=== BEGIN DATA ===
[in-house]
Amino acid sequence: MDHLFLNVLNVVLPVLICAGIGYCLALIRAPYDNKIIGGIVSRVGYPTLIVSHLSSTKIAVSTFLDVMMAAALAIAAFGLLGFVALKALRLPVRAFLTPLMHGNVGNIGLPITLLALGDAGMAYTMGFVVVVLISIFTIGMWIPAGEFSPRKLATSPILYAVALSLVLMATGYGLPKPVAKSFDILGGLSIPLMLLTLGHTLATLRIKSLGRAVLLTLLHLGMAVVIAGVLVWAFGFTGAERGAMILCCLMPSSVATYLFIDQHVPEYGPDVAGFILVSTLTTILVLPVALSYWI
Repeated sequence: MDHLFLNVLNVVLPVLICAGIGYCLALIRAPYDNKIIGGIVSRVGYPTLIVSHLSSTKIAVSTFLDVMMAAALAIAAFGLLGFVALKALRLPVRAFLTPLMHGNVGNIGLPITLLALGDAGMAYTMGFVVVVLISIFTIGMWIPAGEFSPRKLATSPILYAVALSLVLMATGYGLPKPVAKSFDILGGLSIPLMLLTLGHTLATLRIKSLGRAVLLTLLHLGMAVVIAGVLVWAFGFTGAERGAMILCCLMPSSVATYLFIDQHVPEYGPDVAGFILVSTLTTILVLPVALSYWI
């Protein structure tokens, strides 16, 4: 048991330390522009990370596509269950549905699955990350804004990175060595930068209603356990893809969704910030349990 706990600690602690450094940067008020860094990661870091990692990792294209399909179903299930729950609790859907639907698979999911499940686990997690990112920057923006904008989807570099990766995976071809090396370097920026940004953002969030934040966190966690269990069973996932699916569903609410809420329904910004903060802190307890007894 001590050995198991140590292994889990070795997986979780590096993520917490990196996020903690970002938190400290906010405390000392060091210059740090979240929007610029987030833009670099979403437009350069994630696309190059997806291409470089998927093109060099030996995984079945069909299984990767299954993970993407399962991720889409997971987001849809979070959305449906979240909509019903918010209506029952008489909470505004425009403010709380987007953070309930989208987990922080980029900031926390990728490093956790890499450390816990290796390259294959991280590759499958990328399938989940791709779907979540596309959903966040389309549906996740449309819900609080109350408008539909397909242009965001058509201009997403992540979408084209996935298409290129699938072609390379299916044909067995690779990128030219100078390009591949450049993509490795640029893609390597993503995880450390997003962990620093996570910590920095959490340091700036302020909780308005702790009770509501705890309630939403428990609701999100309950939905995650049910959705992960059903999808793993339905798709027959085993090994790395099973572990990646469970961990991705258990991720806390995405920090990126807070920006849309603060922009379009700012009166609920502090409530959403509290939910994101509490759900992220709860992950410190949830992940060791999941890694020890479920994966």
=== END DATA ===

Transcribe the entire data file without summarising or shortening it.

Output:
[in-house]
Amino acid sequence: MDHLFLNVLNVVLPVLICAGIGYCLALIRAPYDNKIIGGIVSRVGYPTLIVSHLSSTKIAVSTFLDVMMAAALAIAAFGLLGFVALKALRLPVRAFLTPLMHGNVGNIGLPITLLALGDAGMAYTMGFVVVVLISIFTIGMWIPAGEFSPRKLATSPILYAVALSLVLMATGYGLPKPVAKSFDILGGLSIPLMLLTLGHTLATLRIKSLGRAVLLTLLHLGMAVVIAGVLVWAFGFTGAERGAMILCCLMPSSVATYLFIDQHVPEYGPDVAGFILVSTLTTILVLPVALSYWI
Repeated sequence: MDHLFLNVLNVVLPVLICAGIGYCLALIRAPYDNKIIGGIVSRVGYPTLIVSHLSSTKIAVSTFLDVMMAAALAIAAFGLLGFVALKALRLPVRAFLTPLMHGNVGNIGLPITLLALGDAGMAYTMGFVVVVLISIFTIGMWIPAGEFSPRKLATSPILYAVALSLVLMATGYGLPKPVAKSFDILGGLSIPLMLLTLGHTLATLRIKSLGRAVLLTLLHLGMAVVIAGVLVWAFGFTGAERGAMILCCLMPSSVATYLFIDQHVPEYGPDVAGFILVSTLTTILVLPVALSYWI
């Protein structure tokens, strides 16, 4: 048991330390522009990370596509269950549905699955990350804004990175060595930068209603356990893809969704910030349990 706990600690602690450094940067008020860094990661870091990692990792294209399909179903299930729950609790859907639907698979999911499940686990997690990112920057923006904008989807570099990766995976071809090396370097920026940004953002969030934040966190966690269990069973996932699916569903609410809420329904910004903060802190307890007894 001590050995198991140590292994889990070795997986979780590096993520917490990196996020903690970002938190400290906010405390000392060091210059740090979240929007610029987030833009670099979403437009350069994630696309190059997806291409470089998927093109060099030996995984079945069909299984990767299954993970993407399962991720889409997971987001849809979070959305449906979240909509019903918010209506029952008489909470505004425009403010709380987007953070309930989208987990922080980029900031926390990728490093956790890499450390816990290796390259294959991280590759499958990328399938989940791709779907979540596309959903966040389309549906996740449309819900609080109350408008539909397909242009965001058509201009997403992540979408084209996935298409290129699938072609390379299916044909067995690779990128030219100078390009591949450049993509490795640029893609390597993503995880450390997003962990620093996570910590920095959490340091700036302020909780308005702790009770509501705890309630939403428990609701999100309950939905995650049910959705992960059903999808793993339905798709027959085993090994790395099973572990990646469970961990991705258990991720806390995405920090990126807070920006849309603060922009379009700012009166609920502090409530959403509290939910994101509490759900992220709860992950410190949830992940060791999941890694020890479920994966």